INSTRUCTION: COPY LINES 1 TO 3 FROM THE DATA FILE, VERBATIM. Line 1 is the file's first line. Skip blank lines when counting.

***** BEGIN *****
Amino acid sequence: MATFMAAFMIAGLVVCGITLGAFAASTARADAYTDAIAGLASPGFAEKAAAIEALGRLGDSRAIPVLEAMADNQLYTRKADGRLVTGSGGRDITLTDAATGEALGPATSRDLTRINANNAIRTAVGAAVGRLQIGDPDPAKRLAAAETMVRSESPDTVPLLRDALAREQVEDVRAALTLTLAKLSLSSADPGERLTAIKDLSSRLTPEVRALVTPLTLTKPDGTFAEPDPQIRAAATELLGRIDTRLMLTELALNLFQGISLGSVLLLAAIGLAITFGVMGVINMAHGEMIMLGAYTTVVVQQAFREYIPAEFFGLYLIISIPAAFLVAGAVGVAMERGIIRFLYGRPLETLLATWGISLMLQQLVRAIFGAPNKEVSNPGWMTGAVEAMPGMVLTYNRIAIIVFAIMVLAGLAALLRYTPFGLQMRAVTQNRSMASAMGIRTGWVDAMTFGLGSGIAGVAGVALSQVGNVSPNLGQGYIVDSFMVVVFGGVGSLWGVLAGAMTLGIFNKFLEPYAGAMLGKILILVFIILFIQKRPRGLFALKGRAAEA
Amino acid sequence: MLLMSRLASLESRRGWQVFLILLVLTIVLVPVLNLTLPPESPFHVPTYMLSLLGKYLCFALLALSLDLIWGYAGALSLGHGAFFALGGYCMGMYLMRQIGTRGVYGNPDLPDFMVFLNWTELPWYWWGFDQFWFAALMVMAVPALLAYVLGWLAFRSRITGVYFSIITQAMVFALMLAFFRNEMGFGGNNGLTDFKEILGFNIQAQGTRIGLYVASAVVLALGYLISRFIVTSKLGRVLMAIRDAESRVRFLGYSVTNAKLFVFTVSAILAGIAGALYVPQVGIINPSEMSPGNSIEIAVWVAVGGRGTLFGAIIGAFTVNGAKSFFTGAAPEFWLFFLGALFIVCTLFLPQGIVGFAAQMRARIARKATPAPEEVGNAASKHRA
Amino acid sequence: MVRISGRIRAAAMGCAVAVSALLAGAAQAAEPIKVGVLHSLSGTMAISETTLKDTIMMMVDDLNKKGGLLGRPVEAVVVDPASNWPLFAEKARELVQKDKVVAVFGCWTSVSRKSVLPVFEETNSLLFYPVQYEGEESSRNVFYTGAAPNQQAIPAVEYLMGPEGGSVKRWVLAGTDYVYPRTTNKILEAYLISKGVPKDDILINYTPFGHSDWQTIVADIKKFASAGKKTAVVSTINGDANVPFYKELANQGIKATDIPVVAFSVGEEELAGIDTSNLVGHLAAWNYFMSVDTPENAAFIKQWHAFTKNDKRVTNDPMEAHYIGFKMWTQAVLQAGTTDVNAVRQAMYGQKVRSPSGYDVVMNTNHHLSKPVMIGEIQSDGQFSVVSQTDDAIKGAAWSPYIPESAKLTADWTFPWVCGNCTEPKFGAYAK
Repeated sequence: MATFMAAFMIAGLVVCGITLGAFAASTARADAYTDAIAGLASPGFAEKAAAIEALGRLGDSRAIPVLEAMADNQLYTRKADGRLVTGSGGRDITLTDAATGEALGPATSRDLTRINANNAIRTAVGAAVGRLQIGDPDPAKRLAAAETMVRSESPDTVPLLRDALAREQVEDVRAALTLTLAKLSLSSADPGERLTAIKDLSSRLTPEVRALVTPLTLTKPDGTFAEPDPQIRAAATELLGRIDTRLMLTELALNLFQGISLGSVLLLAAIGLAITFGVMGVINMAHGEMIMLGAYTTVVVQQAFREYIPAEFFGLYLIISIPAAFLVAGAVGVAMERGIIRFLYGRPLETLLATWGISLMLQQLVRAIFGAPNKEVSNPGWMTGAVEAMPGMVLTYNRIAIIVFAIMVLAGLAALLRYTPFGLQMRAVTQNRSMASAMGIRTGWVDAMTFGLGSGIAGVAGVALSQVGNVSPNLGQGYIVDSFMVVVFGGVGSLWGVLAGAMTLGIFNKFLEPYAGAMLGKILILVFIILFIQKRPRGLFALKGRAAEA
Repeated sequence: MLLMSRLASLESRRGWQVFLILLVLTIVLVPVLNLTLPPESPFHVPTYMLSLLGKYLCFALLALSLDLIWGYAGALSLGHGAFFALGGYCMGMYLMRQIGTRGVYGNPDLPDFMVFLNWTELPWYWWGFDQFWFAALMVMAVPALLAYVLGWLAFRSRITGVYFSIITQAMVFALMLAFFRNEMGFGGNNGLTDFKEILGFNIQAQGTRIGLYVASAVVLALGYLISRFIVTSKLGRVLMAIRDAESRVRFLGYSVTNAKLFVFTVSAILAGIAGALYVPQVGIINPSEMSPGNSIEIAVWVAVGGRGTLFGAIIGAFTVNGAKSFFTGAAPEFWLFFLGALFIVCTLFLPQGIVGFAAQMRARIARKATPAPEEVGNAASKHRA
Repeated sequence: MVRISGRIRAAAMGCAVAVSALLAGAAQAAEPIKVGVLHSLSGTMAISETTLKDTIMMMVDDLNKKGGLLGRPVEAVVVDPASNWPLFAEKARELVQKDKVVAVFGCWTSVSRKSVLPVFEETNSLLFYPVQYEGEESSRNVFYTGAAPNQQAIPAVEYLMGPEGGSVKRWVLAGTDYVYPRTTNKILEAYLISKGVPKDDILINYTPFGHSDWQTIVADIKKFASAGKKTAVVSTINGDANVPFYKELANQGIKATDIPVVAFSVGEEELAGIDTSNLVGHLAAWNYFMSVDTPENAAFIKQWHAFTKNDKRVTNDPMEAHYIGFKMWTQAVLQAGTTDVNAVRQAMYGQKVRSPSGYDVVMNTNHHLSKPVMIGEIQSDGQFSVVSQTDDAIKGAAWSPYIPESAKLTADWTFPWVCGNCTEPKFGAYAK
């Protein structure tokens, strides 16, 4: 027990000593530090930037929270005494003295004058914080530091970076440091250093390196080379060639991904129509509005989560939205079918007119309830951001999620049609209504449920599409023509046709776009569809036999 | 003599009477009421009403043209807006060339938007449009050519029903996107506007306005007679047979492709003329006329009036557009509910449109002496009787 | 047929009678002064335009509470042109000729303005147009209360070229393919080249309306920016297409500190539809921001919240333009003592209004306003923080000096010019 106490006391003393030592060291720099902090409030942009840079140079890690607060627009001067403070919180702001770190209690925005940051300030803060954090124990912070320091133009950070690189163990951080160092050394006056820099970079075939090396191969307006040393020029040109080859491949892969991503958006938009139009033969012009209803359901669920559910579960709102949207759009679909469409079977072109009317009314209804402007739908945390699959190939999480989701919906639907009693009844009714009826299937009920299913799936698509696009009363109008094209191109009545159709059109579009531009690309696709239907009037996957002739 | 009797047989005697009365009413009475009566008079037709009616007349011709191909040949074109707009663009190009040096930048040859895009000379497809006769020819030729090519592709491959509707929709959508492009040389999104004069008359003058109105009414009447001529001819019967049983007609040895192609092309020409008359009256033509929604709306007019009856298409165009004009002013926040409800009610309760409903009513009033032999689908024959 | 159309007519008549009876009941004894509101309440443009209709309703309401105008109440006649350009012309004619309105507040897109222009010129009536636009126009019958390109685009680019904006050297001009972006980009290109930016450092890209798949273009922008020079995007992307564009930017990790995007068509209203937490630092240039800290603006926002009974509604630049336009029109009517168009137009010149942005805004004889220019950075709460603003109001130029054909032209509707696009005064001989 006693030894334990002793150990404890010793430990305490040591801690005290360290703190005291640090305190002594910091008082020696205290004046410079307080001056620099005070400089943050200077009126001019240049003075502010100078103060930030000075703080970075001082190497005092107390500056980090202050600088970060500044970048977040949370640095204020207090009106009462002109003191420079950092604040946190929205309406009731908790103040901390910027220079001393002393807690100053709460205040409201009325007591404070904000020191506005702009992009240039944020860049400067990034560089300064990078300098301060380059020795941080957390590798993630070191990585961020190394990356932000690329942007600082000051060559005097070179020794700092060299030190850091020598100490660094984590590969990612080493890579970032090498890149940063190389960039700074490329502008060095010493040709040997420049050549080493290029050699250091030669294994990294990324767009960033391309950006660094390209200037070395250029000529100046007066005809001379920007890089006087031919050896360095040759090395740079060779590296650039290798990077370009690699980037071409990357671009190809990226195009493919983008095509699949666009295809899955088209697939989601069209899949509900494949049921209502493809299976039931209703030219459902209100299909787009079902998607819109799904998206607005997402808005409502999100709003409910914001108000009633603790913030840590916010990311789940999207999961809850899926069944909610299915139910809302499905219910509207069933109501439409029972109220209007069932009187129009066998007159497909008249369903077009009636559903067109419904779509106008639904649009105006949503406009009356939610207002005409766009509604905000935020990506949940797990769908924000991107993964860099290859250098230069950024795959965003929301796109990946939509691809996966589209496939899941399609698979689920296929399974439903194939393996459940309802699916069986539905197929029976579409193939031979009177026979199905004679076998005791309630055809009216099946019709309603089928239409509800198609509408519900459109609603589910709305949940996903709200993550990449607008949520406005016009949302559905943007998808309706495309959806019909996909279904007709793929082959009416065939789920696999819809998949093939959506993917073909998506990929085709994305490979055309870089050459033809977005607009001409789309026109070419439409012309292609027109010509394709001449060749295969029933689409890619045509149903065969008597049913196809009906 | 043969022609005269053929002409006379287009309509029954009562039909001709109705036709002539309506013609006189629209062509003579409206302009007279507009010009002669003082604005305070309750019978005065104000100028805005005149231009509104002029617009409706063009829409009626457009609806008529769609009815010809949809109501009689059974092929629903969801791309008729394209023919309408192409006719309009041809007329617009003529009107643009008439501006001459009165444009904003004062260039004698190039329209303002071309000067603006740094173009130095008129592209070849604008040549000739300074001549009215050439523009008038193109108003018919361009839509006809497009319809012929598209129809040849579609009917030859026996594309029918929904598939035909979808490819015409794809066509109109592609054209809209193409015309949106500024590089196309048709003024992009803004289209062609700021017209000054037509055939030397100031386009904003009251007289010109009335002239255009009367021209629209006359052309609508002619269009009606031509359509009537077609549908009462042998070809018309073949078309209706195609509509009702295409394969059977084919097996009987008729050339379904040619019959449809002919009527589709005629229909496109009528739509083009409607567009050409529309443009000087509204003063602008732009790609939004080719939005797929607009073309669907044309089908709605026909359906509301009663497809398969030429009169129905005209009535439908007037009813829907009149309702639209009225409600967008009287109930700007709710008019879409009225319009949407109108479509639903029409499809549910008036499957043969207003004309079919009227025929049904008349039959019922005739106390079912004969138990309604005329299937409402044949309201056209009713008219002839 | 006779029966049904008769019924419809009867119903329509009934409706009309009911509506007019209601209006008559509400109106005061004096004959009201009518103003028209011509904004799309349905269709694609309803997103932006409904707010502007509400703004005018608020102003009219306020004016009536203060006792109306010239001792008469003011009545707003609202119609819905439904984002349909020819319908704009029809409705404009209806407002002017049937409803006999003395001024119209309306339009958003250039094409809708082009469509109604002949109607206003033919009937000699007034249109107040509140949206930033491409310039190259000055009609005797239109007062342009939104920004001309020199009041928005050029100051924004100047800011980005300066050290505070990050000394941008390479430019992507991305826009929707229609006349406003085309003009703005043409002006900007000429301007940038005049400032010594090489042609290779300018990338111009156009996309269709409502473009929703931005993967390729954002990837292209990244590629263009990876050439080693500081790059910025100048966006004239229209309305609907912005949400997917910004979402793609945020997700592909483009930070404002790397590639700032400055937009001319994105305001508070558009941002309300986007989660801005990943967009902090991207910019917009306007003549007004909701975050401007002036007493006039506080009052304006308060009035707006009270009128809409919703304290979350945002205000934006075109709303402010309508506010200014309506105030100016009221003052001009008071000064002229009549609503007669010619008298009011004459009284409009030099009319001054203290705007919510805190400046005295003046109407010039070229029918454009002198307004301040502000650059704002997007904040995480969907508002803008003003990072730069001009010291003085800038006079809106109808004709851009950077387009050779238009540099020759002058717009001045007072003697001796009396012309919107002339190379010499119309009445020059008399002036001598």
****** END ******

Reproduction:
Amino acid sequence: MATFMAAFMIAGLVVCGITLGAFAASTARADAYTDAIAGLASPGFAEKAAAIEALGRLGDSRAIPVLEAMADNQLYTRKADGRLVTGSGGRDITLTDAATGEALGPATSRDLTRINANNAIRTAVGAAVGRLQIGDPDPAKRLAAAETMVRSESPDTVPLLRDALAREQVEDVRAALTLTLAKLSLSSADPGERLTAIKDLSSRLTPEVRALVTPLTLTKPDGTFAEPDPQIRAAATELLGRIDTRLMLTELALNLFQGISLGSVLLLAAIGLAITFGVMGVINMAHGEMIMLGAYTTVVVQQAFREYIPAEFFGLYLIISIPAAFLVAGAVGVAMERGIIRFLYGRPLETLLATWGISLMLQQLVRAIFGAPNKEVSNPGWMTGAVEAMPGMVLTYNRIAIIVFAIMVLAGLAALLRYTPFGLQMRAVTQNRSMASAMGIRTGWVDAMTFGLGSGIAGVAGVALSQVGNVSPNLGQGYIVDSFMVVVFGGVGSLWGVLAGAMTLGIFNKFLEPYAGAMLGKILILVFIILFIQKRPRGLFALKGRAAEA
Amino acid sequence: MLLMSRLASLESRRGWQVFLILLVLTIVLVPVLNLTLPPESPFHVPTYMLSLLGKYLCFALLALSLDLIWGYAGALSLGHGAFFALGGYCMGMYLMRQIGTRGVYGNPDLPDFMVFLNWTELPWYWWGFDQFWFAALMVMAVPALLAYVLGWLAFRSRITGVYFSIITQAMVFALMLAFFRNEMGFGGNNGLTDFKEILGFNIQAQGTRIGLYVASAVVLALGYLISRFIVTSKLGRVLMAIRDAESRVRFLGYSVTNAKLFVFTVSAILAGIAGALYVPQVGIINPSEMSPGNSIEIAVWVAVGGRGTLFGAIIGAFTVNGAKSFFTGAAPEFWLFFLGALFIVCTLFLPQGIVGFAAQMRARIARKATPAPEEVGNAASKHRA
Amino acid sequence: MVRISGRIRAAAMGCAVAVSALLAGAAQAAEPIKVGVLHSLSGTMAISETTLKDTIMMMVDDLNKKGGLLGRPVEAVVVDPASNWPLFAEKARELVQKDKVVAVFGCWTSVSRKSVLPVFEETNSLLFYPVQYEGEESSRNVFYTGAAPNQQAIPAVEYLMGPEGGSVKRWVLAGTDYVYPRTTNKILEAYLISKGVPKDDILINYTPFGHSDWQTIVADIKKFASAGKKTAVVSTINGDANVPFYKELANQGIKATDIPVVAFSVGEEELAGIDTSNLVGHLAAWNYFMSVDTPENAAFIKQWHAFTKNDKRVTNDPMEAHYIGFKMWTQAVLQAGTTDVNAVRQAMYGQKVRSPSGYDVVMNTNHHLSKPVMIGEIQSDGQFSVVSQTDDAIKGAAWSPYIPESAKLTADWTFPWVCGNCTEPKFGAYAK